Travis County District Attorney Rosemary Lehmberg will remain in office, visiting judge David Peeples ruled Wednesday.
In April, Lehmberg was arrested for driving while intoxicated after her Lexus was spotted swerving along RR 620 in northwest Austin. A rare Texas statute cites intoxication alone as grounds for removal from office on the county level. But after three days of trial in civil court, Peeples denied that petition.
After the verdict, Lehmberg hugged her attorneys and apologized again for her arrest.
“I am relieved. This has been a long eight months,” Lehmberg said. “I want to apologize again for my behavior. I think I have said over and over again it was inexcusable and I have tried to do everything I can to fix it and I will continue to do everything in my power to make sure I will never repeat of that kind of conduct.”
Before the ruling Wednesday afternoon, judges and attorneys who work with Lehmberg took the stand to vouch for her vitality as a district attorney and community leader.
Many witnesses, such as Judge Davis Wahlberg, told the court they had never seen Lehmberg impaired, calling Lehmberg an “an outstanding public servant.”
Attorney Wayne Meissner said Lehmberg had been a dedicated district attorney and maintained professionalism in the office after her arrest. He told the court it would be a “catastrophe” if she were removed from office.
After similar testimony from the first four witnesses of the day, visiting Judge David Peeples told Lehmberg’s defense team that they had all “pretty well reinforced each other.”
That is until Travis County Attorney David Escamilla took the stand, who formally filed the petition against Lehmberg.
Escamilla said he had never seen the district attorney impaired or drinking, but when asked if he thought she should be removed, he said, "I believed that the legal standard had been met and by signing, I was asking for her to be removed.”
The defense called Austin Police Chief Art Acevedo to the stand, but he was traveling at the time and the judge refused to wait for his return. Lehmberg’s attorney said if the chief was in court, he would have testified that Lehmberg’s removal from office would be a disservice to the community.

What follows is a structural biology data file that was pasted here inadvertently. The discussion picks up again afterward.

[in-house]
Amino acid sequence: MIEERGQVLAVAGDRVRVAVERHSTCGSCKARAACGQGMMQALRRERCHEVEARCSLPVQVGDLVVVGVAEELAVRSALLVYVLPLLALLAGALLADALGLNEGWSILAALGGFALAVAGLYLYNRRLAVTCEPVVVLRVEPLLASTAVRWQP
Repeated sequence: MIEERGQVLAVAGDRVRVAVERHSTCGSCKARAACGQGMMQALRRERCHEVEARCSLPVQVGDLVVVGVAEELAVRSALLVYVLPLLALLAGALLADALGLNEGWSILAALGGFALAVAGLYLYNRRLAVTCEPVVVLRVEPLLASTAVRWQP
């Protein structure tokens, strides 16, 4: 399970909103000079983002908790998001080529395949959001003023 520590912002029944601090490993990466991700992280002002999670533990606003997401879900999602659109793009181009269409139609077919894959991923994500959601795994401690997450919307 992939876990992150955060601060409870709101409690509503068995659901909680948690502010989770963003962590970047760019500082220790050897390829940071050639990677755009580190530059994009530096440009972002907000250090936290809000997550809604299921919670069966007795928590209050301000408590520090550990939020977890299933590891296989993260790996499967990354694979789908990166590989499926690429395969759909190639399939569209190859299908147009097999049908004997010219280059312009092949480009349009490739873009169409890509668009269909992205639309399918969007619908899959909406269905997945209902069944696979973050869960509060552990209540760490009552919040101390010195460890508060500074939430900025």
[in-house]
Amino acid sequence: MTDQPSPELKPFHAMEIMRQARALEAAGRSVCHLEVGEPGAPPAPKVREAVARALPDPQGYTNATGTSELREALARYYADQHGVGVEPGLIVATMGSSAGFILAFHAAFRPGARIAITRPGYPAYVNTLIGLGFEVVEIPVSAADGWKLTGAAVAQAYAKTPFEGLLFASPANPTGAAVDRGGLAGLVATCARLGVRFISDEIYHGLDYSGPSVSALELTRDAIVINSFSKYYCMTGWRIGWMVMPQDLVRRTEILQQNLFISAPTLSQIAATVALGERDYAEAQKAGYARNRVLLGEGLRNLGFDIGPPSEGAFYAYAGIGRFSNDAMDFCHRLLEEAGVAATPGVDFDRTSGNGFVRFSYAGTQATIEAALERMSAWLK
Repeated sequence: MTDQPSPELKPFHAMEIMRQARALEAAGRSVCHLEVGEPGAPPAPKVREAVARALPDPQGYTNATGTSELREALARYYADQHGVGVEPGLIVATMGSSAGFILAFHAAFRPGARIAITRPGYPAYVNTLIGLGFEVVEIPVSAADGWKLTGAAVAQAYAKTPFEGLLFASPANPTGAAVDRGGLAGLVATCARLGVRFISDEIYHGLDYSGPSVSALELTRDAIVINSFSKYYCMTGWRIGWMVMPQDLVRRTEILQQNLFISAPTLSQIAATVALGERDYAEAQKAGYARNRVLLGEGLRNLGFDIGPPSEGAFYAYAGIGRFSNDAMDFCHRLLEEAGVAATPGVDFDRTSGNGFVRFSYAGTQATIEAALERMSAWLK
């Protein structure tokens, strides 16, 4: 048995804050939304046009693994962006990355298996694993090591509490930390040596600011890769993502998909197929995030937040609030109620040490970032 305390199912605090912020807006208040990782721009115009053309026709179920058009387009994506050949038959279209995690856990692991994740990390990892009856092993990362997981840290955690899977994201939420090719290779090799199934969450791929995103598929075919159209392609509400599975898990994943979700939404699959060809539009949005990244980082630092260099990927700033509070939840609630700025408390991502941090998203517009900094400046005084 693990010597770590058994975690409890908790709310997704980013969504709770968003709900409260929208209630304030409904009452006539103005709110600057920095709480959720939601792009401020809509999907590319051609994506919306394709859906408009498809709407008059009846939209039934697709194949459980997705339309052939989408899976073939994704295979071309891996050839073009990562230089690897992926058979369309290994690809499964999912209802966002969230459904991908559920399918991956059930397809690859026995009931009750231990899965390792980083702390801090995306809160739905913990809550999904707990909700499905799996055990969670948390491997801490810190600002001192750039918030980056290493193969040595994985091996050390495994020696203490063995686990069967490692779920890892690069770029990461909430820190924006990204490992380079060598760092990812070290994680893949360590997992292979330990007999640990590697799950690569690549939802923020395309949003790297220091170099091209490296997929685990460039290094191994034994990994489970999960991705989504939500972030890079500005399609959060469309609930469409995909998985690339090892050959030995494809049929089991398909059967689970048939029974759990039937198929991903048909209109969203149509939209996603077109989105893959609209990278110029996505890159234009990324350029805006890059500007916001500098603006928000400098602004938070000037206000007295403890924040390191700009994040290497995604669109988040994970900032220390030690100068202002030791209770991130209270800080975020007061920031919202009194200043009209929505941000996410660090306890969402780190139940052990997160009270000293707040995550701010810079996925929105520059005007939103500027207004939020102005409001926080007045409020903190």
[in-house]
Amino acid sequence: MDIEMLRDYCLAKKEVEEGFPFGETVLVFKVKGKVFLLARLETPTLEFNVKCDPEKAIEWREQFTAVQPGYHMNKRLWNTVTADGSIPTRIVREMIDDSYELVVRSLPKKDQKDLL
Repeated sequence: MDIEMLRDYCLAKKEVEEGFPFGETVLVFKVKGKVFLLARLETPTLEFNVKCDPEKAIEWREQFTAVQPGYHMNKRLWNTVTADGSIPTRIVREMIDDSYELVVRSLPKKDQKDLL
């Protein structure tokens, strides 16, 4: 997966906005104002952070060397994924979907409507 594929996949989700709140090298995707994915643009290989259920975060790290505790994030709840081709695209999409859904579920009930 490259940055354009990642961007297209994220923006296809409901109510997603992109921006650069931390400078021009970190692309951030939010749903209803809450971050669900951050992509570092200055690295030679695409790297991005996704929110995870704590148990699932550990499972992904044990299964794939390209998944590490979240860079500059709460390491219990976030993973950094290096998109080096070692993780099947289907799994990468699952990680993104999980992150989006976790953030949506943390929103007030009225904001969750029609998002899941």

During closing arguments, Executive Assistant County Attorney James Collins detailed the amount of alcohol Lehmberg drank on the night of her arrest. Early testimony revealed Lehmberg had two drinks at home before driving to a movie theater in northwest Austin where she had two glasses of wine.
After the movie, she drove to a liquor store for a bottle of vodka and stopped at a nearby convenience store for sparkling water. In the parking lot of that store, she had two more vodka sodas in her car and then began to drive. She was pulled over later that evening after a driver observed her erratic driving on RR 620.
Calculating Lehmberg’s receipts from Twin Liquors submitted into evidence, Collins said Lehmberg spent $1,183 on vodka, averaging seven ounces a day.
Collins pointed to the district attorney's behavior the night of the arrest. Testimony and video footage revealed Lehmberg was combative with authorities, kicking, cursing and threatening the jobs of law enforcement officials. During Tuesday’s testimony, Lehmberg admitted she lied to sheriff deputies and jail officials about how much she drank that night.
“The question is whether it's okay to know we have a DA that lies,” Collins said.
If the district attorney did not leave her office, Collins said, it would “injure the public interest.”
But Lehmberg’s attorney, Dan Richards, said the statute the petition was filed on is expired and created during the Prohibition era. He told the judge Lehmberg had taken responsibility for her actions.
“The elected official I want is the one that's made the mistake and took responsibility for it,” Richards said. “I'm a believer in redemption, I'm a believer in Miss Lehmberg and I'm a believer in recovery.”
Lehmberg's released this statement after the ruling:
"I appreciate the thoughtful attention Judge Peeples gave my case. I am relieved and thankful that the process is over.
I was fortunate to have the highly professional assistance of Dan and Clark Richards, Karina Esparza, Catherine Mauzy and Chuck Herring. I will be forever grateful to them.
I appreciate the many supporters, particularly within my office, who encouraged me along the way.
I deeply regret my actions on April 12th and have taken full responsibility. I am committed to carrying out my responsibilities as District Attorney and to continue serving the voters of Travis County."
Watch Lehmberg's full address after the ruling in the video below.
TWC News: Lehmberg to stay in office, judge denies petition for removal
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